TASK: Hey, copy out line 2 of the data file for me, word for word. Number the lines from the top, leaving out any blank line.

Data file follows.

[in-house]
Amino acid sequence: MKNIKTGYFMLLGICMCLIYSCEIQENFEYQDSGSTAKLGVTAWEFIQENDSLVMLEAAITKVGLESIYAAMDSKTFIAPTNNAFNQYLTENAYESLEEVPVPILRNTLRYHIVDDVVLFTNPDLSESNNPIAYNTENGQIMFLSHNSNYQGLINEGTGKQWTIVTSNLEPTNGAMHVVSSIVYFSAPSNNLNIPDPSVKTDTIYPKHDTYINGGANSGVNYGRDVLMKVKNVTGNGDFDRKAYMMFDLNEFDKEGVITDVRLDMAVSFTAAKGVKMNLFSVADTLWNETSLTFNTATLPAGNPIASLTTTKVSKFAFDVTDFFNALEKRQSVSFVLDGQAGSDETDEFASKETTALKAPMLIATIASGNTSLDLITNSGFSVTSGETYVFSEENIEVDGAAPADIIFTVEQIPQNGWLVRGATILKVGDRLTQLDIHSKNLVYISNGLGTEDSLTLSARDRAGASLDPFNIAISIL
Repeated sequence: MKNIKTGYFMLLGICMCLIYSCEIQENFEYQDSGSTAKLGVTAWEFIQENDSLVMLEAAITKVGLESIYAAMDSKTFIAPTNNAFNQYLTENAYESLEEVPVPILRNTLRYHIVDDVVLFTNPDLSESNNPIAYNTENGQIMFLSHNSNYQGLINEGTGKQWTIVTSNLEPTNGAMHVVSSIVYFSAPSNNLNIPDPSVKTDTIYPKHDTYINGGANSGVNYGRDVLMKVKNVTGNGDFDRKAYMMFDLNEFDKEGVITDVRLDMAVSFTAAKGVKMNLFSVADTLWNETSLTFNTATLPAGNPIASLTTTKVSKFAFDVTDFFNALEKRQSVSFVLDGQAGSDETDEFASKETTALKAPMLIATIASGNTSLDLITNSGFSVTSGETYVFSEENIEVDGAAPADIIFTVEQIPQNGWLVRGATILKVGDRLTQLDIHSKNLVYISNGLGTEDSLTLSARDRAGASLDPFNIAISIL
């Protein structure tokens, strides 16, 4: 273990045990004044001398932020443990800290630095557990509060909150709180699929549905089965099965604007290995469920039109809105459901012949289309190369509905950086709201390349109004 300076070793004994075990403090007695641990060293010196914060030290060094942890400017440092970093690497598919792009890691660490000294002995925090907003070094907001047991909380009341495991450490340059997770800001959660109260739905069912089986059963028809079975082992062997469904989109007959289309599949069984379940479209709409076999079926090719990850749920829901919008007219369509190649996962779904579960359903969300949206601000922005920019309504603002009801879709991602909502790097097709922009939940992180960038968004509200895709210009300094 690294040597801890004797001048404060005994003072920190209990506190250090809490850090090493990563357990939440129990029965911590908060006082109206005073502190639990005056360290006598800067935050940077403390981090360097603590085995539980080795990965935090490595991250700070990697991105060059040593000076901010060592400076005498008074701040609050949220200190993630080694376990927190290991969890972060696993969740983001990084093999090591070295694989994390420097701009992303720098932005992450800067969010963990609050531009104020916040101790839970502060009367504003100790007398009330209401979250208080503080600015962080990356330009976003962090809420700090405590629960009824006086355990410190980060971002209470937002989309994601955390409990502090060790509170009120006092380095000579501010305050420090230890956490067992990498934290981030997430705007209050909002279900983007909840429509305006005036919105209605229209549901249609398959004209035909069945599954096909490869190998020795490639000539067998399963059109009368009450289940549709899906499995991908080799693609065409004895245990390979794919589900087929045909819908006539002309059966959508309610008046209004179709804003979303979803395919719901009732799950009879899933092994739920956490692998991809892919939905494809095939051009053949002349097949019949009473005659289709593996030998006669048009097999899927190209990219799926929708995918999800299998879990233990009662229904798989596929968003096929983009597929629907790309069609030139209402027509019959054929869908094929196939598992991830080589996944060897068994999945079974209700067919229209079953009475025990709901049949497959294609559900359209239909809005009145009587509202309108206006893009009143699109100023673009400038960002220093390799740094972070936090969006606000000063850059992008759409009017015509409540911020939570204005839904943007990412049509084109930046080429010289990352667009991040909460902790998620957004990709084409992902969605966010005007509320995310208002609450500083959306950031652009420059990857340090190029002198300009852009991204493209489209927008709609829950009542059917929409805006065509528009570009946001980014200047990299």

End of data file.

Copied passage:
Amino acid sequence: MKNIKTGYFMLLGICMCLIYSCEIQENFEYQDSGSTAKLGVTAWEFIQENDSLVMLEAAITKVGLESIYAAMDSKTFIAPTNNAFNQYLTENAYESLEEVPVPILRNTLRYHIVDDVVLFTNPDLSESNNPIAYNTENGQIMFLSHNSNYQGLINEGTGKQWTIVTSNLEPTNGAMHVVSSIVYFSAPSNNLNIPDPSVKTDTIYPKHDTYINGGANSGVNYGRDVLMKVKNVTGNGDFDRKAYMMFDLNEFDKEGVITDVRLDMAVSFTAAKGVKMNLFSVADTLWNETSLTFNTATLPAGNPIASLTTTKVSKFAFDVTDFFNALEKRQSVSFVLDGQAGSDETDEFASKETTALKAPMLIATIASGNTSLDLITNSGFSVTSGETYVFSEENIEVDGAAPADIIFTVEQIPQNGWLVRGATILKVGDRLTQLDIHSKNLVYISNGLGTEDSLTLSARDRAGASLDPFNIAISIL